BAML Equity Clients Buy Stocks For The First Time Since March

BAML clients became net buyers of U.S. stocks for the first time in seven weeks. The net purchases were attributable to hedge funds and institutional clients, while private clients were net sellers.

In its today’s report titled “BAML Equity Client Flow Trends” it says last week was the first time institutional clients bought stocks since March, while hedge funds have been consistent net buyers for four consecutive weeks. However private clients have been net sellers having sold stocks in six of the last seven weeks.

The report published by BAML provides an aggregated view of its clients’ trading flows into U.S. stocks executed by the cash equities business of BAML.

The report highlights only hedge funds kept faith in the recent rally that took S & P 500 up by 1.2 percent to another high of 1633. This is amply evident from the following diagram:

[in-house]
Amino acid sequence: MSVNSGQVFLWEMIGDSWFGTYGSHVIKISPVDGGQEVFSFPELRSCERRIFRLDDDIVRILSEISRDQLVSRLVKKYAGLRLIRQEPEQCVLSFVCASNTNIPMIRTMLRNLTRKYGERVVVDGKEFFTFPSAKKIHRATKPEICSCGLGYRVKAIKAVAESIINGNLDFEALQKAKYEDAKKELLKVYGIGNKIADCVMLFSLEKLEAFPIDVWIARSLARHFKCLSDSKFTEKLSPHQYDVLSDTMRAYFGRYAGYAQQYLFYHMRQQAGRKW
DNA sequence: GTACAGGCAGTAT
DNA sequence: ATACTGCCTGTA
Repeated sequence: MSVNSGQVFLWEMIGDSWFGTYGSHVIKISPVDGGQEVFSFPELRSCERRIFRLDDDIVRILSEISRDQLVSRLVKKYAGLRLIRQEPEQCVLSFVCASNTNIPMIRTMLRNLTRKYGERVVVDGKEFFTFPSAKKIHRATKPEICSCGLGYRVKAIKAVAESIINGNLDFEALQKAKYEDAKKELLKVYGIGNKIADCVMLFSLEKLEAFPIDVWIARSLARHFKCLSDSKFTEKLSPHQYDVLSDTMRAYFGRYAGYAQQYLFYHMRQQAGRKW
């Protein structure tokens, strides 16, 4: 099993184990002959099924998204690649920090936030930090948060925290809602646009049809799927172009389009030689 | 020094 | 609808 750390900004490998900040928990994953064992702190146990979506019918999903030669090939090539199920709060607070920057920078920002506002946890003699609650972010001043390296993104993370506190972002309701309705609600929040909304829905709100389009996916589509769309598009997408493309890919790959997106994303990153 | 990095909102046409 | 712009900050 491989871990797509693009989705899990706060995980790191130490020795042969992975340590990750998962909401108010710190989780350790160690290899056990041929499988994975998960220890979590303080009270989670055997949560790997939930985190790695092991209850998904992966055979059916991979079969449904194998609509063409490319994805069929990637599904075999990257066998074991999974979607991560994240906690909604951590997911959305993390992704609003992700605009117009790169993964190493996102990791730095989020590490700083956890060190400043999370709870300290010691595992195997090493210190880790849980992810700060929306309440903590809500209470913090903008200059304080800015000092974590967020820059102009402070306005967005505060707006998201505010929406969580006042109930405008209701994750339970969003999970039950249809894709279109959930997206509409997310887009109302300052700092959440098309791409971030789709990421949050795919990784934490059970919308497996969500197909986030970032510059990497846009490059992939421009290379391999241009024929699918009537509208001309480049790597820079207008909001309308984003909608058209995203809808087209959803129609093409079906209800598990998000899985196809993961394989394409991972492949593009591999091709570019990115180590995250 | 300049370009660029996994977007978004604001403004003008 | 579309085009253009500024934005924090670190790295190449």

S&P 500 up by 1.2 percent to another high of 1633

In terms of sector, last week investors showed confidence in Financials and Energy which saw the largest inflows, while Industrials and Discretionary saw the largest outflows.

BAML report further analyses that no sector saw net buying by all three client types last week, while Industrials, Materials and Telecom were shunned by all three client types. The following graph further corroborates this analysis:


According to the report, last week’s net buying was led by ETFs. This was primarily due to private clients’ flows, as both institutional clients and hedge funds sold ETFs.

The report observes health care particularly saw large sales by private clients, since their net sales of this sector were the greatest in BAML’s data history since 2008.

Further BAML pension fund clients were net buyers of U.S. stocks for the third consecutive week, with net buying visible across all three size segments.

The BAML report notes outflows during 2013 have been largely in the large caps space, since both mid and small caps have seen inflows. However last year only mid caps saw net buying.

Interestingly, according to BAML report, pension funds have been much more consistent net buyers of U.S. equities as they are the net buyers of U.S. stocks in 2008, 2009, 2010 and 2012, while institutional clients overall were only net buyers in 2009 as well as in 2011. This view is strengthened from the following graph showing pension fund client’s cumulative net buys of U.S. equities from 2008:

 showing pension fund client’s cumulative net buys of US equities from 2008